Part time custody welcomed

Prisoners’ children will benefit from the introduction of
“intermittent custody” as long as it is not used to
replace community sentences, according to campaigners.

Lucy Gampbell, director of Action for Prisoners Families, says
intermittent custody will provide opportunities for prisoners to
maintain family relationships while they are serving their
sentence, and this will reduce the harm to children.

A pilot scheme for intermittent custody sentences began
yesterday at Kirkham prison in Lancashire and Morton Hall in
Lincolnshire. Under the scheme, offenders spend either only
weekends or only weekdays in prison and the rest of the week at

A Home Office spokesperson said the sentence was aimed at
offenders who have committed an offence serious enough to warrant a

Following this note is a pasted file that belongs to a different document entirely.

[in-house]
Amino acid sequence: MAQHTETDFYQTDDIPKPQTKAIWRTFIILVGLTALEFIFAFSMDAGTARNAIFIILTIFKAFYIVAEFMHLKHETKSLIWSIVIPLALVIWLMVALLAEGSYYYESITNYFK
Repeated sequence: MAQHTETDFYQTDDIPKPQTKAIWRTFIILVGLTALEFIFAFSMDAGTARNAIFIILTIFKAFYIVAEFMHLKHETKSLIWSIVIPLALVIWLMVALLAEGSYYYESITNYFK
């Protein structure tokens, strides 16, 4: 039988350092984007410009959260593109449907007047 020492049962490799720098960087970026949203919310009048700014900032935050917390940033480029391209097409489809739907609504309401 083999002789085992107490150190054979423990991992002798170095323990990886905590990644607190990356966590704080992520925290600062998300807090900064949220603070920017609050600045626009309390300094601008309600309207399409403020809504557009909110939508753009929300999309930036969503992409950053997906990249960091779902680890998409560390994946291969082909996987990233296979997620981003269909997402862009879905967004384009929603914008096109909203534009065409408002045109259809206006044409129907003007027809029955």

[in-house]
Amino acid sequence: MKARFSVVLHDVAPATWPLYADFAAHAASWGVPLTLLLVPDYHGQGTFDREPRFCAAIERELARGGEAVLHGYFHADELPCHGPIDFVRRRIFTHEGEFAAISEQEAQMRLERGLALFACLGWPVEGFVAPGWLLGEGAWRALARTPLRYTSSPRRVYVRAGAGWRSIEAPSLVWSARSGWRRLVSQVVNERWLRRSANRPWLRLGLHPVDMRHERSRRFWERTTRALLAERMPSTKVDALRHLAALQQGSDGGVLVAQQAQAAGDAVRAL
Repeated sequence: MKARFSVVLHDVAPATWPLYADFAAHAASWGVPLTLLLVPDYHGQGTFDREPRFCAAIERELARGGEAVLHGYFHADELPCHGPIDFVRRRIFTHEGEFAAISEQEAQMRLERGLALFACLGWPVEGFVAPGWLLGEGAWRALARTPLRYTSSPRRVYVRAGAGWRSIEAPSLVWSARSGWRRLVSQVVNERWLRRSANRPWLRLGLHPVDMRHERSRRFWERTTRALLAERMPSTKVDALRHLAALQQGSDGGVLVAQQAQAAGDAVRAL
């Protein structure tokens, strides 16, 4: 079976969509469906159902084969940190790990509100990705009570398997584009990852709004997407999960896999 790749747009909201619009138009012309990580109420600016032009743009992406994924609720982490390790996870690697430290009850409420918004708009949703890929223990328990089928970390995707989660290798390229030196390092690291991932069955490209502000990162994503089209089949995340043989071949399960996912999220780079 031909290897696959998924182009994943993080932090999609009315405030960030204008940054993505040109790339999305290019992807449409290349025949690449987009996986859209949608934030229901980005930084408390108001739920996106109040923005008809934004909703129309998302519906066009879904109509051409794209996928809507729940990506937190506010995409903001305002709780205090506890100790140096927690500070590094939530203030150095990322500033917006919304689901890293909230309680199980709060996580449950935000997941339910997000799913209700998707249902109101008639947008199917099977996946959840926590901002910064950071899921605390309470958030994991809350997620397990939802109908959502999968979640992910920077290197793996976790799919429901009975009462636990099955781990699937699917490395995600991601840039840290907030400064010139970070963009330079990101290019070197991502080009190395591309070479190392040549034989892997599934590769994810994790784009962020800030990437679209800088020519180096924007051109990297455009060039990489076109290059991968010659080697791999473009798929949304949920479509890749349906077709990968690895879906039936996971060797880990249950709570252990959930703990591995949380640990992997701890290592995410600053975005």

prison sentence, but not serious enough to demand immediate full
time custody.

Magistrates courts in the pilot scheme will be able to impose an
overall sentence of up to six months for a single offence, of which
up to 45 days will be served in custody.

Gampbell said: “This year over 150,000 children will
suffer the trauma of being separated from their mum or dad because
of imprisonment. Intermittent custody should allow parents to
continue to care for their children and reduce the harmful impact
that imprisonment has on innocent families.”

But she warned that  it was vital that the sentence is
rigorously monitored during the pilots to ensure intermittent
sentencing is not used by courts instead of community


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